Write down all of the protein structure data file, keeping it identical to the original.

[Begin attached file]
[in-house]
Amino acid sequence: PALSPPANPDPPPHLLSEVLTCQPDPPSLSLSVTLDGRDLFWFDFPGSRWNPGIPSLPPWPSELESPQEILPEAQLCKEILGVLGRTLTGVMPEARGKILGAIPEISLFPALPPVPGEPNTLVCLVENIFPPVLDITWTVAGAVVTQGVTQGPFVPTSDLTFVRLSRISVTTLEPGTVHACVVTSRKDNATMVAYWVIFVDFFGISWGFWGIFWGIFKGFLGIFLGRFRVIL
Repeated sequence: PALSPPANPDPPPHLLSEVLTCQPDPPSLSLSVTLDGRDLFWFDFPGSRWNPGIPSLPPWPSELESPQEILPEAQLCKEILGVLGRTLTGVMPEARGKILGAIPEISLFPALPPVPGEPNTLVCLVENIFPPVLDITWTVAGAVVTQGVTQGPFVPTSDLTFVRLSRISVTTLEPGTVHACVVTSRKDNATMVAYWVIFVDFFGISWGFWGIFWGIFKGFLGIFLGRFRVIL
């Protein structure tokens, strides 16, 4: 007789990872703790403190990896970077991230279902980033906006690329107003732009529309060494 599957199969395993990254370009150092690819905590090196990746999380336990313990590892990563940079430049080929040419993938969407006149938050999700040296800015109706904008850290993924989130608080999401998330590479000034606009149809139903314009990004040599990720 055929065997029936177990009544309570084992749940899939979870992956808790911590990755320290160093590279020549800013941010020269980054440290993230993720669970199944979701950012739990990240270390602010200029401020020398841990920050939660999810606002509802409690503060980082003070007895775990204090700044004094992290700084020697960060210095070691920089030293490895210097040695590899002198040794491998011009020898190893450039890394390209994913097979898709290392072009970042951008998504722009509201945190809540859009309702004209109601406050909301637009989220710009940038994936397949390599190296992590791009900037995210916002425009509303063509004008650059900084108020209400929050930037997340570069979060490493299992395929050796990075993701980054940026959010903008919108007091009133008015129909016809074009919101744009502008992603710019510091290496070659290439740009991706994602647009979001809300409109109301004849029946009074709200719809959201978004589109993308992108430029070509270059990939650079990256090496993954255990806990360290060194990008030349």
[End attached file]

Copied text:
[in-house]
Amino acid sequence: PALSPPANPDPPPHLLSEVLTCQPDPPSLSLSVTLDGRDLFWFDFPGSRWNPGIPSLPPWPSELESPQEILPEAQLCKEILGVLGRTLTGVMPEARGKILGAIPEISLFPALPPVPGEPNTLVCLVENIFPPVLDITWTVAGAVVTQGVTQGPFVPTSDLTFVRLSRISVTTLEPGTVHACVVTSRKDNATMVAYWVIFVDFFGISWGFWGIFWGIFKGFLGIFLGRFRVIL
Repeated sequence: PALSPPANPDPPPHLLSEVLTCQPDPPSLSLSVTLDGRDLFWFDFPGSRWNPGIPSLPPWPSELESPQEILPEAQLCKEILGVLGRTLTGVMPEARGKILGAIPEISLFPALPPVPGEPNTLVCLVENIFPPVLDITWTVAGAVVTQGVTQGPFVPTSDLTFVRLSRISVTTLEPGTVHACVVTSRKDNATMVAYWVIFVDFFGISWGFWGIFWGIFKGFLGIFLGRFRVIL
């Protein structure tokens, strides 16, 4: 007789990872703790403190990896970077991230279902980033906006690329107003732009529309060494 599957199969395993990254370009150092690819905590090196990746999380336990313990590892990563940079430049080929040419993938969407006149938050999700040296800015109706904008850290993924989130608080999401998330590479000034606009149809139903314009990004040599990720 055929065997029936177990009544309570084992749940899939979870992956808790911590990755320290160093590279020549800013941010020269980054440290993230993720669970199944979701950012739990990240270390602010200029401020020398841990920050939660999810606002509802409690503060980082003070007895775990204090700044004094992290700084020697960060210095070691920089030293490895210097040695590899002198040794491998011009020898190893450039890394390209994913097979898709290392072009970042951008998504722009509201945190809540859009309702004209109601406050909301637009989220710009940038994936397949390599190296992590791009900037995210916002425009509303063509004008650059900084108020209400929050930037997340570069979060490493299992395929050796990075993701980054940026959010903008919108007091009133008015129909016809074009919101744009502008992603710019510091290496070659290439740009991706994602647009979001809300409109109301004849029946009074709200719809959201978004589109993308992108430029070509270059990939650079990256090496993954255990806990360290060194990008030349």